country and, of course, the storage vaults...

- Indeed. The purchases that we have to make to restore obsolete
equipment and repair others in service (in just the 23 main theaters
in the country) require an investment of $445,000 USD. Since it’s not
possible to have access to supplier-makers directly in such a large
market as that of the United States, the necessary investment is
duplicated. If one has to work in the entire network, which as we
know is vast, that figure would multiply even more.

- So what happens with the acquisition of video-projection equipment,
DVD players, etc.?

- Currently, the greatest impact is there, and in being able to have
sound systems and projection equipment, as well as ancillary hardware
like DVD players. The blockade forces us to look to other regions,
where the distance from the markets, the effects of middlemen and the
exchange rates affect us sharply. The cost for non-professional grade
video-projection equipment in Florida, for example, would come $3,000
dollars, while in Europe or Asia it’s almost twice that amount, about
$5,000.

We run into a similar situation with sound systems, video cassette
players, etc. We have to look for middlemen in Latin America, though
on average they charge premiums of more than 25 percent.

- Is there any way that we can assist Cuban cinema in breaking into
the US market?

- It’s impossible, which causes a serious hit to our sales. We are
unable to penetrate this market through the American Film Market or
NAPTE, where our work could benefit from the presence of buyers from
all over the world, and where there is the possibility of making
Cuban cinematography better known.

The revenue that could otherwise be brought in through these means is
conservatively estimated at $500,000 dollars above the current level.

“Likewise, the sale of Cuban cinema for via digital or satellite
means has not been possible up to now. Among other reasons, there is
an almost absolute predominance of American technologies and
companies. This means another loss of potential revenue in the order
of five million dollars annually.”

- It seems that ICAIC actors, producers and specialists are also
helpless in organizing exchanges with their American counterparts...

That’s true. The US government is also blockading its own film
directors and the American public, limiting their access to Cuban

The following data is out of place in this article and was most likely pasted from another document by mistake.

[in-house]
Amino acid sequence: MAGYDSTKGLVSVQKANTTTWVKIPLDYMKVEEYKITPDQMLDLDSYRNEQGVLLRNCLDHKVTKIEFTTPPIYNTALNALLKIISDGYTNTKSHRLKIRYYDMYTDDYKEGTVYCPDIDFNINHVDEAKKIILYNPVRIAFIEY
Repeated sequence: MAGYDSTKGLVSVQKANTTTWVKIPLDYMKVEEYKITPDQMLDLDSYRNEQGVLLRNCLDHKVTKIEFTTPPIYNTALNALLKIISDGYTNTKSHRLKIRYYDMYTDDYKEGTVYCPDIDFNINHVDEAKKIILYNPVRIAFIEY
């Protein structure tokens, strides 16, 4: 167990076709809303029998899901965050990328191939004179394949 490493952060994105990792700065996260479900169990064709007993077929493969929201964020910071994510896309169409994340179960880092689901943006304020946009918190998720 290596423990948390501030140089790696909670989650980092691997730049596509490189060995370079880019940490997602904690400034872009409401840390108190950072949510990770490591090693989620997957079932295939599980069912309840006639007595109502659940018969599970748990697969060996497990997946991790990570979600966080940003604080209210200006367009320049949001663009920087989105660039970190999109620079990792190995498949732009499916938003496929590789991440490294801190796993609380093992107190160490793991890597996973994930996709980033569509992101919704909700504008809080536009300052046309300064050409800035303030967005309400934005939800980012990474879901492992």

cinematography. In 2006 alone there were 15 denials of visas to Cuban
film directors who should have been able to participate in important
promotional events in the US and Puerto Rico – events like the Havana
Film Festival (in New York), the Miami Festival of Cinema, and the
Silver Lake Festival. Among other actions, there stand out the visa
denial to filmamaker Jorge Luis Sánchez, the director of the
successful film El Benny, as well as our permanent representative to
the Conference of Ibero-American Film Authorities and to the
Ibermedia Program. The latter is related to the Summit of
Ibero-American Presidents, which normally take place in Puerto Rico.

Such a decision triggered indignation and protest from the
authorities who, acting in solidarity with Cuba, agreed to suspend
the meeting and to postpone it for another time and in another
country. In the same way —using justifications that are frankly
absurd— the Bush administration has denied visas to more than 60
Cuban directors and specialists of unquestionable international
recognition, and I am being conservative. The blockade is something
that not only rebounds in Cuba, but in that country.

“To our pleasure, there are increasing signs of support samples and
respect, not only by intellectuals, writers and artists, but by the
American people, who —like the Cubans— want to see our cultures
interact and be mutually enriched.”


====================================
Walter Lippmann
Havana, Cuba
"Un paraíso bajo el bloqueo"
http://groups.yahoo.com/group/CubaNews/
====================================